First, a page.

By Hu Zheng (Ziyi) - a technical expert from Alibaba, an Apache Iceberg Committer, and a member of Apache HBase PMC. Currently, he is mainly responsible for the solution design and development of the Flink Data Lake. He is also the author of HBase Principle and Practice.
On January 27, 2021, Apache Iceberg version 0.11.0 was released with the following core functions implemented:
1) Apache Iceberg supports changes of partitions in the Core API. It also adds the SortOrder specification to the Iceberg Format V2 - used mainly to aggregate columns with a high hash into a few files to reduce the number of small files significantly. The read efficiency is improved at the same time. The reason is that after data is written by sort, the range of min-max at the file level and page level is smaller, which helps efficient data filtering.
2) In terms of integrating Flink and Iceberg, the community has achieved the following goals:
write.distribution-mode=hashis supported to write data in the Flink Iceberg Sink, which can reduce a large number of small files from the source.
3) For integrating Spark3 with Iceberg, the community supports a large number of high-level SQLs:
4) In terms of ecological integration, the community has achieved the following goals:
In the following sections, we discuss the details of Apache Flink integration in Apache Iceberg 0.11.0.
In Apache Iceberg 0.10.0, the following features are supported in the Flink SQL:
1) Write data to the Apache Iceberg table in streaming tasks;
2) Write data to the Apache Iceberg table in batch tasks; and
3) Read Apache Iceberg tables in batch tasks.
The reading of Apache Iceberg tables by Flink streaming tasks has been integrated into the Apache Iceberg 0.11.0. As such, users can quickly implement the data transmission and ETL operations between different Iceberg tables. If an original table A needs to be processed or widened into table B, the Streaming Reader of Apache Iceberg would be a good choice.
Additionally, Netflix states that they use Flink Streaming Reader to implement backfill and bootstrap of historical data. This means that Iceberg should be integrated into FLIP-27 in the future. For now, Netflix has provided some related practices and design work for reference.
Currently, Flink SQL and the DataStream API are both available (we recommend Flink SQL). Users can start the Flink SQL client by reading the documentation and then can start a streaming task to access the incremental data of Apache Iceberg, described as follows:
-- Submit the Flink job in the streaming mode for the current session. SET execution. Type = streaming; -- Enable this switch because streaming read SQL will provide few job options in Flink SQL hint options. SET table.dynamic-table-options.enabled= true; -- Read all the records from the iceberg current snapshot, and then read incremental data starting from that snapshot. SELECT * FROM sample /*+ OPTIONS ('streaming'=' true','monitor-interval'='1 s')*/ ; -- Read all incremental data starting from the snapshot-id '3821550127947089987' (records from this snapshot will be excluded). SELECT * FROM sample /*+ OPTIONS ('streaming'=' true','monitor-interval'='1 s ','start-snapshot-id'='3821550127947089987')*/ ;
In the Batch Source and Streaming Source of Flink, the pushdown of the Iceberg table with the Limit and Filter operations has been implemented. This means that when dealing with the following SQL that reads the Apache Iceberg table,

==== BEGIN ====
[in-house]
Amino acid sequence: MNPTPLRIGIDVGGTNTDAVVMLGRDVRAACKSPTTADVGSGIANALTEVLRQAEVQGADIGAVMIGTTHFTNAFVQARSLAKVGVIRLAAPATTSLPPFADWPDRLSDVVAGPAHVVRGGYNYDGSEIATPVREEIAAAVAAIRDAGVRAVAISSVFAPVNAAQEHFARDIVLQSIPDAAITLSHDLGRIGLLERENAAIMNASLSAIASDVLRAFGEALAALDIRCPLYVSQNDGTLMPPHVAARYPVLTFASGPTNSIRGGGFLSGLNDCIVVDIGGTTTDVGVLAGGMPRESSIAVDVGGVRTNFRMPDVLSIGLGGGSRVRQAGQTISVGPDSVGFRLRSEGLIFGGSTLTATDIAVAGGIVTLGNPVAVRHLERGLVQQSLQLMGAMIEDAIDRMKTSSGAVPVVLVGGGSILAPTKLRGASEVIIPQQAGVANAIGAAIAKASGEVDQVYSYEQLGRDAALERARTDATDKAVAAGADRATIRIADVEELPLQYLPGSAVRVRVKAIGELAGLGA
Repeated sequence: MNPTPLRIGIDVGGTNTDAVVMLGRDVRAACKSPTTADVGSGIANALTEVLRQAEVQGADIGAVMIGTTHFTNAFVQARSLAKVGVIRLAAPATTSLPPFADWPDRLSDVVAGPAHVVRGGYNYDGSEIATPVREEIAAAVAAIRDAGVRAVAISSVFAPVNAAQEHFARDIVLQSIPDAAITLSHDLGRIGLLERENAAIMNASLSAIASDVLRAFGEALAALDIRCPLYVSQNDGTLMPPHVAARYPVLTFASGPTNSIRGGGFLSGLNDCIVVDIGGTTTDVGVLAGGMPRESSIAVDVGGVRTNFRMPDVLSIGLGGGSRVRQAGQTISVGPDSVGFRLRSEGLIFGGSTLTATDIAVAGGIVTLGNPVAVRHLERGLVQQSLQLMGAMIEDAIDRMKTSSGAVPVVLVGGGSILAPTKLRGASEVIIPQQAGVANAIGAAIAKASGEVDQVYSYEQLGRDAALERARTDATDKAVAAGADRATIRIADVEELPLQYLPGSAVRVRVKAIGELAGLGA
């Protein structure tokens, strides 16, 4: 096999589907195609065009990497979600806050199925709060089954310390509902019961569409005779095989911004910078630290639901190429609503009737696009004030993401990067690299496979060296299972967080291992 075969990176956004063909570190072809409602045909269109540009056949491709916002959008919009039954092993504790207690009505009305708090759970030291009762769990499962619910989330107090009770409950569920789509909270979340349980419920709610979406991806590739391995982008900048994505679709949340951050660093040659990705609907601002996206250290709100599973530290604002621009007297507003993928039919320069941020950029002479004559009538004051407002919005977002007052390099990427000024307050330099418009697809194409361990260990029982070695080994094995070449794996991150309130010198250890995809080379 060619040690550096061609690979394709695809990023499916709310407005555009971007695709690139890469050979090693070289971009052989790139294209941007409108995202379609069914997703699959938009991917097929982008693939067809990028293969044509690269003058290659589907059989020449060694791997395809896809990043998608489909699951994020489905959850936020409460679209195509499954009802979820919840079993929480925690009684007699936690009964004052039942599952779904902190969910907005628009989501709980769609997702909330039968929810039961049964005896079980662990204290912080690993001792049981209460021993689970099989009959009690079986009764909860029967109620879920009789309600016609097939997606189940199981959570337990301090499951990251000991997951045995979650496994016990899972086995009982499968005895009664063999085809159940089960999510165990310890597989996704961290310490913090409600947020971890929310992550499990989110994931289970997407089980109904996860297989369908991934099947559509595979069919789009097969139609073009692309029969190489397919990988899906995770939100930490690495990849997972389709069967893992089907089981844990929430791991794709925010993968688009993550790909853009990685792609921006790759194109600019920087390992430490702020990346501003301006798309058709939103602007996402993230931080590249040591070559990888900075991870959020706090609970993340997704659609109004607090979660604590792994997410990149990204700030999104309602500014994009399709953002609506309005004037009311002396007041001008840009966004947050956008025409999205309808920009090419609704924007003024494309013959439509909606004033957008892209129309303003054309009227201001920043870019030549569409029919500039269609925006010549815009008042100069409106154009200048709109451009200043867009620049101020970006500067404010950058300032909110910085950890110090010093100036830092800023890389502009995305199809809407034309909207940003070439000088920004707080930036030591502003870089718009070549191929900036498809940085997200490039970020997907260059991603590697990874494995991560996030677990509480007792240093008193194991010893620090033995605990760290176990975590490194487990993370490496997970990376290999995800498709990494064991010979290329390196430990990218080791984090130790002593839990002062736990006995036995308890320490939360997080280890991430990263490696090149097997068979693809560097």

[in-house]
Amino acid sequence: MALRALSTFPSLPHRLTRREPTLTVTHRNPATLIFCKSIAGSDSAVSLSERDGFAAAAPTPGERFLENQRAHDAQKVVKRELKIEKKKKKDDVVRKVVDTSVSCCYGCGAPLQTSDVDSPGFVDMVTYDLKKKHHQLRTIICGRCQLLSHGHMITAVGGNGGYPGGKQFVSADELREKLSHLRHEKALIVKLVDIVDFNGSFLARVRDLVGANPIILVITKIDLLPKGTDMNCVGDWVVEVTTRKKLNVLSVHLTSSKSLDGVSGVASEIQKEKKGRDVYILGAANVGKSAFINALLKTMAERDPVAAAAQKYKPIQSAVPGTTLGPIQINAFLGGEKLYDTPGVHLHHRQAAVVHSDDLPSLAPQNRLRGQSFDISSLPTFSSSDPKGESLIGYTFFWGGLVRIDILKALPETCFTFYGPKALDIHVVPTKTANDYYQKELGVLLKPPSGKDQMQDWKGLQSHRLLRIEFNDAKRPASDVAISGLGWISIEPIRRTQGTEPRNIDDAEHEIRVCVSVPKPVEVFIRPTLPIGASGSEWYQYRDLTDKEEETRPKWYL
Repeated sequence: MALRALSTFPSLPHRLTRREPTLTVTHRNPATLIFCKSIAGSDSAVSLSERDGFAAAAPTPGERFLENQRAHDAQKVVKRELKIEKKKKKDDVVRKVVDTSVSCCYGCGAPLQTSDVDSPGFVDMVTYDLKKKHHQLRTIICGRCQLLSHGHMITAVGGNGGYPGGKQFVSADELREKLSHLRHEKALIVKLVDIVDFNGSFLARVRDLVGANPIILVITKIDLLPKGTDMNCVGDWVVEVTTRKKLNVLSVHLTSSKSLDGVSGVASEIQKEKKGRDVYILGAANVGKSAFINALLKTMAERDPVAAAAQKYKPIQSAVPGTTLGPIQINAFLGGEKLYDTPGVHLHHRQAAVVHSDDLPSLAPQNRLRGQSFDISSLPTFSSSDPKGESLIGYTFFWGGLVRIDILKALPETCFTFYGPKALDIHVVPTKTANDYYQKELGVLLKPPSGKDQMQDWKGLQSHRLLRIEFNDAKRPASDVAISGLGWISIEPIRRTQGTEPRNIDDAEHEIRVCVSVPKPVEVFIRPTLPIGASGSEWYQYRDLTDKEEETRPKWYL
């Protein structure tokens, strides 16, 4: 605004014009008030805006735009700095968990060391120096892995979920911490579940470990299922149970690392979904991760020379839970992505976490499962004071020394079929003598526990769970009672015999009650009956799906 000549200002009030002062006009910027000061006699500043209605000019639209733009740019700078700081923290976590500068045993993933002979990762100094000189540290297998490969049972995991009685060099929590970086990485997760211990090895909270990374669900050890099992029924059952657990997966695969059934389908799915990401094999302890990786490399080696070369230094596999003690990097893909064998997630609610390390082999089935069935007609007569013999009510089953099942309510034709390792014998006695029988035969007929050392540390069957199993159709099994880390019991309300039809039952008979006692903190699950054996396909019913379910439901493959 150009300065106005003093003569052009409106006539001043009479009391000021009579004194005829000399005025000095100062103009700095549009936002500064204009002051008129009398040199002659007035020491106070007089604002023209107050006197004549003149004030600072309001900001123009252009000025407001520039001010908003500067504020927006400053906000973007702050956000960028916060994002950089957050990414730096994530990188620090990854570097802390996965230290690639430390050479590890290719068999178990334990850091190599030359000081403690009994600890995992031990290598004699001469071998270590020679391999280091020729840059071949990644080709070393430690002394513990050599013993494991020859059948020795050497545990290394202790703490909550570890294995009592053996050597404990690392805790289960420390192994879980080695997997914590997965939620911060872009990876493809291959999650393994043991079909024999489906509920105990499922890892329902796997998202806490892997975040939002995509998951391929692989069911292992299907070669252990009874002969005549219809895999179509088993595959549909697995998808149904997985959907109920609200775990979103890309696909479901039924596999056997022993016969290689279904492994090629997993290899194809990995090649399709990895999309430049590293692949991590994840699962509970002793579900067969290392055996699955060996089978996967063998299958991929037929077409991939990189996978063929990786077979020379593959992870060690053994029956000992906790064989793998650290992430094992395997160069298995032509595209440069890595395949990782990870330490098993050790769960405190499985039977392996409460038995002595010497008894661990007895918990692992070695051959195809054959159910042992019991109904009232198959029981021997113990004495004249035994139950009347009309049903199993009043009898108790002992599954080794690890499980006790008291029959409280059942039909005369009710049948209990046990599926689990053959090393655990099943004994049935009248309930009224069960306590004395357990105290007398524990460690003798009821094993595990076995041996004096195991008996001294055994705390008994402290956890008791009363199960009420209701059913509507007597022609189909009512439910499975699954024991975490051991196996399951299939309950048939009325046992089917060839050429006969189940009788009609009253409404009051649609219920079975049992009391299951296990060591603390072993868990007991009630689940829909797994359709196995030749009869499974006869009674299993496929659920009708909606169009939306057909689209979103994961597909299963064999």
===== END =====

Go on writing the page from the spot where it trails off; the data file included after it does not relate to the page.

SELECT * FROM sample LIMIT 10;
the data can be filtered at the storage layer without reading the data from the storage layer and then throwing it to the computing engine. This significantly improves the data access efficiency.
The filter pushdown operation is similar. Currently, the following filter pushdown operations are supported, which cover nearly all typical filter pushdown operations:
SELECT * FROM sample WHERE data = 'a'; SELECT * FROM sample WHERE data != 'a'; SELECT * FROM sample WHERE data >= 'a'; SELECT * FROM sample WHERE data <= 'a'; SELECT * FROM sample WHERE data < 'a'; SELECT * FROM sample WHERE data > 'a'; SELECT * FROM sample WHERE data = 'a' AND id = 1; SELECT * FROM sample WHERE data = 'a' OR id = 1; SELECT * FROM sample WHERE data IS NULL; SELECT * FROM sample WHERE NOT (id = 1); SELECT * FROM sample WHERE data LIKE 'aaa%';
This feature is prevalent in the Apache Flink community, which mainly targets two core scenarios:
1) Users want to import binlog from a relational database to the Apache Iceberg data lake to provide near-real-time data analysis.
2) Users want to import the upsert stream generated by Flink streaming job AGG to the Apache Iceberg data lake. And they want to provide near-real-time data reports with the help of Apache Iceberg's storage capability and Apache Flink's analysis capability.
Generally speaking, each of the open source solutions available has its shortcomings: With Hive MR, only the T+1 data timeliness can be guaranteed; With Apache Kudu, HDFS and Cloud Object Storage will disconnect; With HBase, row-based storage will cause inadequate analysis capability; With Spark and Delta, the Apache Flink cannot assume full play in stream computing. Users expected Apache Iceberg to solve these problems.
We have generally divided the integration of CDC and Upsert by Flink and Iceberg into two stages:
1) In the first phase, Flink can successfully write the CDC and Upsert data into Apache Iceberg and read a correct result; and
2) In the second stage, Flink and Iceberg can pass the stability and performance tests based on a massive data set, guaranteeing the stability and performance of the whole procedure for production.